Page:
Drones

Mobile Anti-Drone System Can Identify Aircraft up to 12km Away

Rostec State Corporation subsidiary, Ruselectronics Holding, has demonstrated its Guard mobile anti-drone system for the first time at the Army-2021 Forum. The system is invisible to other radars and resists electronic countermeasures due to the use of passive coherent location technology.

The Guard radar system can identify an Unmanned Aerial System (UAS) within its 360 degree range at a distance of up to 12km. The system is capable of detecting the location of the UAS control panel and breaking the communication channel with the aircraft.

To this end, complete frequency coverage in the range from 400 to 6,200 MHz used to control the UAS is provided using the Serp subsystem. The suppression system of global satellite systems’ navigation signals is operating concurrently with suppression of UAS control channels.

Owing to the passive coherent locator, the Guard radar uses signals emitted by external third-party transmitters, such as digital TV broadcasting signals, reflected from the target. Absence of an active locator enables the system to remain invisible to enemy interceptors, significantly lowering the probability of electronic countermeasures. Furthermore, the passive radar does not require authorization for use of radio frequency channels, which makes it convenient for use in the civil sector.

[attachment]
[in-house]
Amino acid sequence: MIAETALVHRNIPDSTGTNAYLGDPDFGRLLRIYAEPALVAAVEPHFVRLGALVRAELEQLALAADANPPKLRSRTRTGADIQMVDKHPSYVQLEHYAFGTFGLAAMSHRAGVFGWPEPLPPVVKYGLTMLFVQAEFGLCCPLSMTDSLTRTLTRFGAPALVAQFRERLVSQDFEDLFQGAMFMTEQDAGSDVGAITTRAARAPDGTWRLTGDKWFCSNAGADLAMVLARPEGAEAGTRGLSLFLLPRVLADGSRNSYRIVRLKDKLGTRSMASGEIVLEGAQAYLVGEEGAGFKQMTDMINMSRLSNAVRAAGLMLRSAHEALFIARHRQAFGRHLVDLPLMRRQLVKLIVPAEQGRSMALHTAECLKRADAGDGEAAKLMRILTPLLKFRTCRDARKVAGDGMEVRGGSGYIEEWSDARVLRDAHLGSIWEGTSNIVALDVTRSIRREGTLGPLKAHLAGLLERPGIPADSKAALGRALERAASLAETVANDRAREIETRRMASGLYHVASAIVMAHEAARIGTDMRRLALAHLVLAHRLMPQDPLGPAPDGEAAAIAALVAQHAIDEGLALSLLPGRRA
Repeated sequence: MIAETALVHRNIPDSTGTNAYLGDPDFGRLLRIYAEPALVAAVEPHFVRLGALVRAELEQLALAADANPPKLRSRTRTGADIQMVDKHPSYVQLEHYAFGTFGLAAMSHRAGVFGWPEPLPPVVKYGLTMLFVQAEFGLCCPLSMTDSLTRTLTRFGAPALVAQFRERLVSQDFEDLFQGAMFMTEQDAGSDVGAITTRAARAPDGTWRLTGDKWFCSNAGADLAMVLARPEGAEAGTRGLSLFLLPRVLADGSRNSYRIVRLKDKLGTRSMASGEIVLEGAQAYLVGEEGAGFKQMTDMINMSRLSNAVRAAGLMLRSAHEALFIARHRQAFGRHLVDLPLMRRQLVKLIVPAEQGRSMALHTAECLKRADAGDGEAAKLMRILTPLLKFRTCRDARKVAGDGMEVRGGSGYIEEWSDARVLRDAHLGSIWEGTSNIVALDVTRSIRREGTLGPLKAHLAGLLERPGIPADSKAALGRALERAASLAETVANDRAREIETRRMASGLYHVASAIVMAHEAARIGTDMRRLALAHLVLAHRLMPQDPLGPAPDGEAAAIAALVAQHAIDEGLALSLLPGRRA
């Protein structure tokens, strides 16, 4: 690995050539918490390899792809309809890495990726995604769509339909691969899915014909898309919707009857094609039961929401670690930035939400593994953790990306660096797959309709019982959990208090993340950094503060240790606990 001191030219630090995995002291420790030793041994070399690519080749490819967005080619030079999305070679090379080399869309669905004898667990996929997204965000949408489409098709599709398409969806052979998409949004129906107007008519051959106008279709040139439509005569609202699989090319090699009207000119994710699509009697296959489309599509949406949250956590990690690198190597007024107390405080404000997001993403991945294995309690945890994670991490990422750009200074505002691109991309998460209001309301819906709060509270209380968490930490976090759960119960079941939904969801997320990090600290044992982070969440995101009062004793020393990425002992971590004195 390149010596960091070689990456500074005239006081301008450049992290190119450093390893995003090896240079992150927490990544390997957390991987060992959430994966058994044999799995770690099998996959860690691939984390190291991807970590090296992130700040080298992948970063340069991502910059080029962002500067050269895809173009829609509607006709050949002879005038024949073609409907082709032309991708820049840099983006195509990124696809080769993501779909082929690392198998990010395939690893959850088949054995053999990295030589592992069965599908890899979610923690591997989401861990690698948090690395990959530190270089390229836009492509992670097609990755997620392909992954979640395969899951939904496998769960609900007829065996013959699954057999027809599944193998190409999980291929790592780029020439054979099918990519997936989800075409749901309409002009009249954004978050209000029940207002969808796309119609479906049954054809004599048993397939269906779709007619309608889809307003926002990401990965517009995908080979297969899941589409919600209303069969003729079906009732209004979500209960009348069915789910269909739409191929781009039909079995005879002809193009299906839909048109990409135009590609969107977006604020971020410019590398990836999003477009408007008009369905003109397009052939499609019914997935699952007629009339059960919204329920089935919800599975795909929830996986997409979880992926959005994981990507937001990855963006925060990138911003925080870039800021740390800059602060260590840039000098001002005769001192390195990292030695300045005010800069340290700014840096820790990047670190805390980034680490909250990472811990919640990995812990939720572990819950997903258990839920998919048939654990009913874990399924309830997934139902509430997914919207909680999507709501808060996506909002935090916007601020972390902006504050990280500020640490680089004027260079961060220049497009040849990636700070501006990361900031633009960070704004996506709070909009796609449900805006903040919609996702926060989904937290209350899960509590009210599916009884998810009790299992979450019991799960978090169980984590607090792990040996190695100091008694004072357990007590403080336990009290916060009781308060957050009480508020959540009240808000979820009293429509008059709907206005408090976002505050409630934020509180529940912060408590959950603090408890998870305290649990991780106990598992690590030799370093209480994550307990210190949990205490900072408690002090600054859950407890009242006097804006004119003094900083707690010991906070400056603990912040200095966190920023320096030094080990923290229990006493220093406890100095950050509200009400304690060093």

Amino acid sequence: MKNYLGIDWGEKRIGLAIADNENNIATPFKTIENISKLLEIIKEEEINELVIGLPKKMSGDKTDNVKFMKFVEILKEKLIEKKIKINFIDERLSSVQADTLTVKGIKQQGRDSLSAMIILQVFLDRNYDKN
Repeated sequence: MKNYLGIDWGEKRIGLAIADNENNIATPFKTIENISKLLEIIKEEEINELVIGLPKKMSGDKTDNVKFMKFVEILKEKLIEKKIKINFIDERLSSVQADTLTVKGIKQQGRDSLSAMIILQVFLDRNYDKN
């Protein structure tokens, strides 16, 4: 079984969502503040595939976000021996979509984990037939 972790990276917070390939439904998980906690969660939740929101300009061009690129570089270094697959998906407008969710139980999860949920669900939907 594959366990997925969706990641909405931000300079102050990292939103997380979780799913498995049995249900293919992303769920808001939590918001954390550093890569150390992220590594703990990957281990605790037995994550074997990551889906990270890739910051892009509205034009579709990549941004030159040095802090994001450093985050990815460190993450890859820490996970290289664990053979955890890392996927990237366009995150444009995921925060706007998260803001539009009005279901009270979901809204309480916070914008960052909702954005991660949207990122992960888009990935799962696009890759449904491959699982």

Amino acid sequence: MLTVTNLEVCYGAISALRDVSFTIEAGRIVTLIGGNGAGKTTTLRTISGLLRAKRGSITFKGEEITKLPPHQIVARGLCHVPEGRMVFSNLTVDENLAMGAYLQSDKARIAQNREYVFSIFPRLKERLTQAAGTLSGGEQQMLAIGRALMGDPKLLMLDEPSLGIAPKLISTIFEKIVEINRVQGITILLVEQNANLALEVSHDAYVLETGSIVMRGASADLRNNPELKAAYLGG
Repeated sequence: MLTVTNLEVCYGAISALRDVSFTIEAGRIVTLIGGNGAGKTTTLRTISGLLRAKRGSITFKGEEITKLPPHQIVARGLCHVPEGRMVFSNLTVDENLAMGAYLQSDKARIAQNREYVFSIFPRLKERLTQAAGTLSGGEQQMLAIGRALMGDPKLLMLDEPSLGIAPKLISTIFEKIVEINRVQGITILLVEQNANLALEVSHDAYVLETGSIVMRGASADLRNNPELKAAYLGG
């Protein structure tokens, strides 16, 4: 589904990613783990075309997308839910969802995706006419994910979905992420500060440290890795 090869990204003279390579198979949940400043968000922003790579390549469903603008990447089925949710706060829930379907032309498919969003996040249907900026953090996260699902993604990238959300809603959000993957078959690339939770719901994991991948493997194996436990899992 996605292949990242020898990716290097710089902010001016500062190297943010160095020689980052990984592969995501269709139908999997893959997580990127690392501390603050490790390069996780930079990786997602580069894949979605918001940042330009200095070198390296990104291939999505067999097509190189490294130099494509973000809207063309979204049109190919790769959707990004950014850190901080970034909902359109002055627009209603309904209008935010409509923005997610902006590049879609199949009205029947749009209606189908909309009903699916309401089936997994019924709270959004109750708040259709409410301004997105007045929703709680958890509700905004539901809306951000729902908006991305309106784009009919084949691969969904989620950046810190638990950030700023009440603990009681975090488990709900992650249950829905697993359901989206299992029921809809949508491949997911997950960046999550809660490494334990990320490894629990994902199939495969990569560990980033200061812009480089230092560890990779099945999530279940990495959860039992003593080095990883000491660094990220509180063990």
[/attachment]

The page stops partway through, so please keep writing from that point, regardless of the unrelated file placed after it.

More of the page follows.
Accommodated in three handheld cases, the Guard system can be operational in 30 minutes. The Vector Research and Design Institute is developing the Guard system as part of the Vega Group.

“The new system identifies and eliminates intruding drones under the sectoral principle, making it possible to use it for precision suppression of specific intruding drones, as it is distinct from dome systems,” noted CEO of Vega Group, Vyacheslav Mikheev.

“This is one of key advantages of the Guard, allowing its use at facilities where drones are used to monitor territories, for instance.”

Owing to the passive coherent locator, the Guard radar uses signals emitted by external third-party transmitters, such as digital TV broadcasting signals, reflected from the target. Absence of an active locator enables the system to remain invisible to enemy interceptors, significantly lowering the probability of electronic countermeasures. Furthermore, the passive radar does not require authorization for use of radio frequency channels, which makes it convenient for use in the civil sector.

Source: https://www.defenseadvancement.com/news/mobile-anti-drone-system-can-identify-aircraft-up-to-12km-away/

Donovan Larsen

Donovan is a columnist and associate editor at the Dark News. He has written on everything from the politics to diversity issues in the workplace.

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